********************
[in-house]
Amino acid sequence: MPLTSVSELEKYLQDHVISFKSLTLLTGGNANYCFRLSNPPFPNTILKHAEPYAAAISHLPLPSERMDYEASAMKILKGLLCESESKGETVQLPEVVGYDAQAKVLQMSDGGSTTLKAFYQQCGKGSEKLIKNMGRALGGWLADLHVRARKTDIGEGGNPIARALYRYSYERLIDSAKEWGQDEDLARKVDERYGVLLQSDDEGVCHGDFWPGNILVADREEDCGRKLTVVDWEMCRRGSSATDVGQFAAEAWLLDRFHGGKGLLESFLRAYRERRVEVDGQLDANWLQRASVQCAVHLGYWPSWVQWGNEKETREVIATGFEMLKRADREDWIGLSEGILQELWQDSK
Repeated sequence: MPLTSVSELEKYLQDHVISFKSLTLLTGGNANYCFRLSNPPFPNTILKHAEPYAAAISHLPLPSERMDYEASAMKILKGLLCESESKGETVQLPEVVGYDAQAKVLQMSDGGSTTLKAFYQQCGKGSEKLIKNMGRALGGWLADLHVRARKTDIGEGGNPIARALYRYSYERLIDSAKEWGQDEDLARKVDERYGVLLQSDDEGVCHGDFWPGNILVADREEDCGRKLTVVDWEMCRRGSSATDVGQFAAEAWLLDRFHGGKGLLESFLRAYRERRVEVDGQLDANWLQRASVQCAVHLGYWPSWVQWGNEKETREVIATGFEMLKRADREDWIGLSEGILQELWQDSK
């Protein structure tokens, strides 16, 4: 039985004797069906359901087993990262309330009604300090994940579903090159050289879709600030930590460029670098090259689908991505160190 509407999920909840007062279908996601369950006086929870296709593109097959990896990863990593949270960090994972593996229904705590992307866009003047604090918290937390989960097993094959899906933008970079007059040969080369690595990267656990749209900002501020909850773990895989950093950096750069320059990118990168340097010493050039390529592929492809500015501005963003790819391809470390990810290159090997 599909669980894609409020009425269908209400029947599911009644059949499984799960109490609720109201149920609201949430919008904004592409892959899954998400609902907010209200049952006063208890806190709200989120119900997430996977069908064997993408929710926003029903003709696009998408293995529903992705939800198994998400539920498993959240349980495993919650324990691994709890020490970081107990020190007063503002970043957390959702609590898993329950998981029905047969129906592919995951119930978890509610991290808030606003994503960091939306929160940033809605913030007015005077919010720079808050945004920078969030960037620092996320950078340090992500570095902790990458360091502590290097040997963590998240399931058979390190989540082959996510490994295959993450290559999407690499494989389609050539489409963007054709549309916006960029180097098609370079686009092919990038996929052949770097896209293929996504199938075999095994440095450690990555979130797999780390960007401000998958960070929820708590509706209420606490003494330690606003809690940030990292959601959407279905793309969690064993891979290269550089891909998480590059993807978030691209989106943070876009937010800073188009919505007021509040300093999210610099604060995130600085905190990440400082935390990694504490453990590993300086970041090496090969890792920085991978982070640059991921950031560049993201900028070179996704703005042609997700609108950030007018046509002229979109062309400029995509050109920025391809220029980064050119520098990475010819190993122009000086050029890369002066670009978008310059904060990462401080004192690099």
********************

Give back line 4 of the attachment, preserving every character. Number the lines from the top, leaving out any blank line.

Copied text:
């Protein structure tokens, strides 16, 4: 039985004797069906359901087993990262309330009604300090994940579903090159050289879709600030930590460029670098090259689908991505160190 509407999920909840007062279908996601369950006086929870296709593109097959990896990863990593949270960090994972593996229904705590992307866009003047604090918290937390989960097993094959899906933008970079007059040969080369690595990267656990749209900002501020909850773990895989950093950096750069320059990118990168340097010493050039390529592929492809500015501005963003790819391809470390990810290159090997 599909669980894609409020009425269908209400029947599911009644059949499984799960109490609720109201149920609201949430919008904004592409892959899954998400609902907010209200049952006063208890806190709200989120119900997430996977069908064997993408929710926003029903003709696009998408293995529903992705939800198994998400539920498993959240349980495993919650324990691994709890020490970081107990020190007063503002970043957390959702609590898993329950998981029905047969129906592919995951119930978890509610991290808030606003994503960091939306929160940033809605913030007015005077919010720079808050945004920078969030960037620092996320950078340090992500570095902790990458360091502590290097040997963590998240399931058979390190989540082959996510490994295959993450290559999407690499494989389609050539489409963007054709549309916006960029180097098609370079686009092919990038996929052949770097896209293929996504199938075999095994440095450690990555979130797999780390960007401000998958960070929820708590509706209420606490003494330690606003809690940030990292959601959407279905793309969690064993891979290269550089891909998480590059993807978030691209989106943070876009937010800073188009919505007021509040300093999210610099604060995130600085905190990440400082935390990694504490453990590993300086970041090496090969890792920085991978982070640059991921950031560049993201900028070179996704703005042609997700609108950030007018046509002229979109062309400029995509050109920025391809220029980064050119520098990475010819190993122009000086050029890369002066670009978008310059904060990462401080004192690099």